Old Summit County ambulance to benefit small Mexican village
July 2, 2009
A lot of work went into one of the vehicles parading down Main Street on Saturday. It’s an old Summit County Ambulance that reads "Clinica de Pueblo Viejo" on the side.
It’s the fruit of a project that started nearly a year ago when Parkite Malcolm "Mac" MacQuoid found out a friend, Alejandro Rea, was planning on buying a used pick-up to bolt a bed in the back for an ambulance in his native village of Pueblo Viejo in the Mexican State of Michoacan.
The village, too small to find on most maps, had a clinic serving about 2,500 people staffed by volunteer nurses and occasionally an intern doctor from a nearby town. There was no cell phone coverage in the area and no way to quickly transport patients to the clinic.
About 60 people died a year of things like snake bites and child birth complications, MacQuoid explained.
He realized he might be able to help with the ambulance. With the support of the Park City Rotary Club, of which he’s a member, he contracted with Summit County to purchase a decommissioned vehicle for an amount the club was able to raise on its own.
Park City Fire District assistant chief Bob Zanetti said he first learned of the effort in October and he knew just the vehicle for them.
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"They’re not worth anything (in America) when we’re through with them," he said. "It’s a great opportunity for someone to find use of them."
Zanetti said he’s pleased the vehicle can be put to good use.
Ironically, purchasing a used ambulance was the easy part.
Transporting humanitarian medical supplies to Mexico is a very complicated endeavor. Rocio Mejia knows; she does it all the time. Mejia is the director of the Salt Lake City service group Una Mano Amiga.
She has collected donations of about 50 wheelchairs, 700 new jackets, 100 pairs of glasses, 50 pairs of shoes, several canes, crutches and walkers, gadgets for testing sugar levels and equipment to check and monitor blood pressure for Pueblo Viejo.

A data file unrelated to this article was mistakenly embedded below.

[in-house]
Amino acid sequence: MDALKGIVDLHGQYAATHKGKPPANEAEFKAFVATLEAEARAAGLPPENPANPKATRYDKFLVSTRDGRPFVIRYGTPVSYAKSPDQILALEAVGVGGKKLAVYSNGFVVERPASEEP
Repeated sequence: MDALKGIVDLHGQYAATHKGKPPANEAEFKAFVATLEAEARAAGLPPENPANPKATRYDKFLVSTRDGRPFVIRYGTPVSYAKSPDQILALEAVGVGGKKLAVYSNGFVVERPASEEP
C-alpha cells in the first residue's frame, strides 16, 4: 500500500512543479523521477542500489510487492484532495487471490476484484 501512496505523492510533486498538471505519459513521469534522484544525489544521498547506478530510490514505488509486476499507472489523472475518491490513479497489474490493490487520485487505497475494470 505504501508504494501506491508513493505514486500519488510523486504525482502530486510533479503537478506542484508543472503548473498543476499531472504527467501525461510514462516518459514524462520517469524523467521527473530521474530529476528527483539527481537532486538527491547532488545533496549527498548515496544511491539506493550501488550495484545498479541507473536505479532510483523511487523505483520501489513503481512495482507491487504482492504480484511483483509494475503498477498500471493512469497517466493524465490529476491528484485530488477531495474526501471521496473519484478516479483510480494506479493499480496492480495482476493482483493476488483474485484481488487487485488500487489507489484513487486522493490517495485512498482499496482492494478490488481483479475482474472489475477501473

MacQuoid realized he’d need professional transport as well as security detail to get the ambulance to Michoacan safely. Swift Transportation CEO Jerry Moyes, who also oversees the affiliate Trans-Mex, agreed to drive the ambulance and medical supplies down.
That left getting through customs. After two false starts, MacQuoid thinks they’re finally ready to go in August, but said the process has been "like pulling teeth."
"It’s a dream so close to reality," he said. "You can’t think about the obstacles as much as the benefits."
Everything will be delivered to the nearby city of Uruapan, where a local Rotary Club has formed a relationship with the Park City group and will assist the project upon arrival. Two Park City paramedics, Joe Knight and Andy Avery, have agreed to use their vacation time to train clinic staff from Pueblo Viejo on using the ambulance.
"We’re really excited. It’s going to be really fun to represent the people of Summit County, Park City and the Rotary Club. We’re both looking forward to it," Knight said. "It was quite an honor to be asked by the fire district to go down."
Many other companies and groups in Utah have pitched in on this project. MacQuoid said it’s probably the biggest endeavor the village elders in Pueblo Viejo have ever organized, and it’s definitely the most complicated service project he’s done, he said.
"It was kind of a full-time job the last couple of months," MacQuoid said.
He hopes the village elders will form a Rotary Club charter, which would make future projects to improve communication and potable water in the village possible.
"Wherever you are in the world, Rotary does what it’s supposed to do. Our motto is service above self," he said.